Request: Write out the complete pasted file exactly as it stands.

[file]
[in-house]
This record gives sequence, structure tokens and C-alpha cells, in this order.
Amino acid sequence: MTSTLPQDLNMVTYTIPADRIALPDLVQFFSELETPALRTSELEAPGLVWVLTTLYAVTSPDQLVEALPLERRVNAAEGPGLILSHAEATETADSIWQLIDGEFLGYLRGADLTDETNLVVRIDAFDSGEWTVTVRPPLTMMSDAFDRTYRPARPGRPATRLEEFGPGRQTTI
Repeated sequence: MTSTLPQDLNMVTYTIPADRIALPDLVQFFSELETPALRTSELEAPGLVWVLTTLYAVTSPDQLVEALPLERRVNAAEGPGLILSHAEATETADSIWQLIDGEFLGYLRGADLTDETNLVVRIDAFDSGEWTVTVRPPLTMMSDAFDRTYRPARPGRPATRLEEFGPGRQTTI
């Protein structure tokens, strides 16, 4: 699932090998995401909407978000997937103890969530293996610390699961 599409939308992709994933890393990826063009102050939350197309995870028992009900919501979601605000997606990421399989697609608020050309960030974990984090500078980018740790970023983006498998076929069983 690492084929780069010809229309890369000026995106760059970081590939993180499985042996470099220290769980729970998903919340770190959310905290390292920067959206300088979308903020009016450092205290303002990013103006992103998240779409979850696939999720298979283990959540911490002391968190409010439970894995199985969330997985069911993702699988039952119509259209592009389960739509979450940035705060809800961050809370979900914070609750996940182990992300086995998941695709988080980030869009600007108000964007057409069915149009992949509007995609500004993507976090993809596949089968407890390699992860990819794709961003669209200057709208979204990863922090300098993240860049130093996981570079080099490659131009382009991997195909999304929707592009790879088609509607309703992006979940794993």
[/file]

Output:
[in-house]
This record gives sequence, structure tokens and C-alpha cells, in this order.
Amino acid sequence: MTSTLPQDLNMVTYTIPADRIALPDLVQFFSELETPALRTSELEAPGLVWVLTTLYAVTSPDQLVEALPLERRVNAAEGPGLILSHAEATETADSIWQLIDGEFLGYLRGADLTDETNLVVRIDAFDSGEWTVTVRPPLTMMSDAFDRTYRPARPGRPATRLEEFGPGRQTTI
Repeated sequence: MTSTLPQDLNMVTYTIPADRIALPDLVQFFSELETPALRTSELEAPGLVWVLTTLYAVTSPDQLVEALPLERRVNAAEGPGLILSHAEATETADSIWQLIDGEFLGYLRGADLTDETNLVVRIDAFDSGEWTVTVRPPLTMMSDAFDRTYRPARPGRPATRLEEFGPGRQTTI
């Protein structure tokens, strides 16, 4: 699932090998995401909407978000997937103890969530293996610390699961 599409939308992709994933890393990826063009102050939350197309995870028992009900919501979601605000997606990421399989697609608020050309960030974990984090500078980018740790970023983006498998076929069983 690492084929780069010809229309890369000026995106760059970081590939993180499985042996470099220290769980729970998903919340770190959310905290390292920067959206300088979308903020009016450092205290303002990013103006992103998240779409979850696939999720298979283990959540911490002391968190409010439970894995199985969330997985069911993702699988039952119509259209592009389960739509979450940035705060809800961050809370979900914070609750996940182990992300086995998941695709988080980030869009600007108000964007057409069915149009992949509007995609500004993507976090993809596949089968407890390699992860990819794709961003669209200057709208979204990863922090300098993240860049130093996981570079080099490659131009382009991997195909999304929707592009790879088609509607309703992006979940794993």